A few years ago, went to get 4 tons of driveway gravel. Me in the unloaded truck scaled out right around 7,300 lbs., give or take a few. Legally then, could have got 11,900 lbs (5.95 tons) of gravel. Probably should have too (could have used it all), but didn't want to over-load my toy. Decided 4 tons of gravel would be enough, weight-wise. Well under the GVWR.

A little nerve-racking on the drive home. While the drum brakes are quite adequate when empty, they're only good for looks when loaded down. Downshifting the tranny did far more for slowing down than stepping on the brake pedal I had to start planning my turns and/or stops several blocks ahead of time ! So the moral of this story is: If the brakes are worthless with 4 tons, what's another ton or two gonna' hurt?

So in retrospect, my truck in your situation could probably go either way. Throw a 1500 gallon tank on the bed, and limit it to about 1400 gallons to keep it legal . But, since my truck is more of a fun toy for driving, I'd probably go with the 1000 gallon tank and make more trips .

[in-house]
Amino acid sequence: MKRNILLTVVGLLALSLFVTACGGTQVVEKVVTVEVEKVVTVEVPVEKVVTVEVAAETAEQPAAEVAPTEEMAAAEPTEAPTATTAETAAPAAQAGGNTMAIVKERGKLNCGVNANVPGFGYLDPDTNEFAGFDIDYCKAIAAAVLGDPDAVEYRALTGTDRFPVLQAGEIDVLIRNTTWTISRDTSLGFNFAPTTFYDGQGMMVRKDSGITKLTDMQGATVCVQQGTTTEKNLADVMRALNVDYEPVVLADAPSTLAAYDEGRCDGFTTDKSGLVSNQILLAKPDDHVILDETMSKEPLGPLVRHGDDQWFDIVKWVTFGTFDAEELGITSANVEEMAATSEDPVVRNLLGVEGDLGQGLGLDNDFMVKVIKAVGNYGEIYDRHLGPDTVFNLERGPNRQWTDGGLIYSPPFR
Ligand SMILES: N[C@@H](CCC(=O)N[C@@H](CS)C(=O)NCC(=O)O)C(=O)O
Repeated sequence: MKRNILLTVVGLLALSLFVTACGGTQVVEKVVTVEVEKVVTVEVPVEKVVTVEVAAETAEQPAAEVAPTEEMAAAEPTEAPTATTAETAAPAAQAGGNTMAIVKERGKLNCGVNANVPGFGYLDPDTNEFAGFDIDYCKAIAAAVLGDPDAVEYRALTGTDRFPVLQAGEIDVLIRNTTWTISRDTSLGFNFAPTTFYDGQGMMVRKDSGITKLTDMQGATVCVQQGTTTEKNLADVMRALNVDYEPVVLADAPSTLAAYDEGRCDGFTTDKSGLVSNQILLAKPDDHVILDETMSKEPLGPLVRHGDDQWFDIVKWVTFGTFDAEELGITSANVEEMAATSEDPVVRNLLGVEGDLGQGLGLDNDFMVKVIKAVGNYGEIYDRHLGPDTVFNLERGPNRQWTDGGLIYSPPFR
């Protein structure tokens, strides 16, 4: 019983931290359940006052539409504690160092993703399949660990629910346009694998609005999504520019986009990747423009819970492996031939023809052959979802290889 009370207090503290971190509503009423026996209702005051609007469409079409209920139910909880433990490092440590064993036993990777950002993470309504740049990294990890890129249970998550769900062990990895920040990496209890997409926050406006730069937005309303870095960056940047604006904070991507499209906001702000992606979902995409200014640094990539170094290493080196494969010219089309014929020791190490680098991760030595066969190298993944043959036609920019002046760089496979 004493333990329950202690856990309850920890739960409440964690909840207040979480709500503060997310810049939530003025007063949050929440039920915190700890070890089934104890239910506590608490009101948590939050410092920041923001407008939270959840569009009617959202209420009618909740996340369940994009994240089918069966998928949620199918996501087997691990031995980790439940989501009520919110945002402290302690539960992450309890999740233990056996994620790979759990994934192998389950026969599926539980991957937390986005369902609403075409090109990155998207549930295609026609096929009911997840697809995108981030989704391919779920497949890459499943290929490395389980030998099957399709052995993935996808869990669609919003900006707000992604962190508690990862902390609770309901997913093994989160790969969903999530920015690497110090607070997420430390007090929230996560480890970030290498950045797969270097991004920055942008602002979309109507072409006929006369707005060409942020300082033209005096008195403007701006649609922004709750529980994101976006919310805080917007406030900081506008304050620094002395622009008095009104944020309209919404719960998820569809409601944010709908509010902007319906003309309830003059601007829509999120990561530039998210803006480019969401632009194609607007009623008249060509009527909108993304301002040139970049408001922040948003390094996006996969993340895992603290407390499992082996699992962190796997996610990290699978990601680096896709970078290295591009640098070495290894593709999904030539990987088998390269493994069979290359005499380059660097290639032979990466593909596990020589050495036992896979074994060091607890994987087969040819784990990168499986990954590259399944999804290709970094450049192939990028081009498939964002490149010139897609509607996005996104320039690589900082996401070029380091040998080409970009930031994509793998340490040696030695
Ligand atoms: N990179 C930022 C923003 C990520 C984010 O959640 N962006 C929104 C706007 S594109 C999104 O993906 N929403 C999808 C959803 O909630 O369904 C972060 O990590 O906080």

That's my truck and my mileage. Your truck & mileage may vary.

Paul.
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Old 02-24-2015, 11:11 PM
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I did not research this at the OPs state level, but I found something about a 1000 gallon limit for the tanker endorsement. OP should check the state department of motor vehicles or equivalent for his state's regs.
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Old 02-25-2015, 07:23 PM
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Thanks for all the info!

I do plan on overhauling an old truck if I end up buying one. I would replace all the brakes and wheel bearings, tires, and have a good look at the differential.

But with all the knowledge yall are helping me with it looks like I should just go with a heavy trailer and a 1000 gal tank. I have forgotten what the towing capacity of my 2013 F150 FX4 is, but I hauled a '67 F100 on a car trailer across the country just fine. It has the trailering kit with the electric brake controller. So I'm guessing that the F100 on a car trailer must have been around 8K lbs...right?
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Old 02-25-2015, 09:11 PM
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As handy and worthwhile as an F600 with a hoist on it was on our farm, I think the trailer idea might could be a winner. Check that tanker endorsement thing before you buy a tank.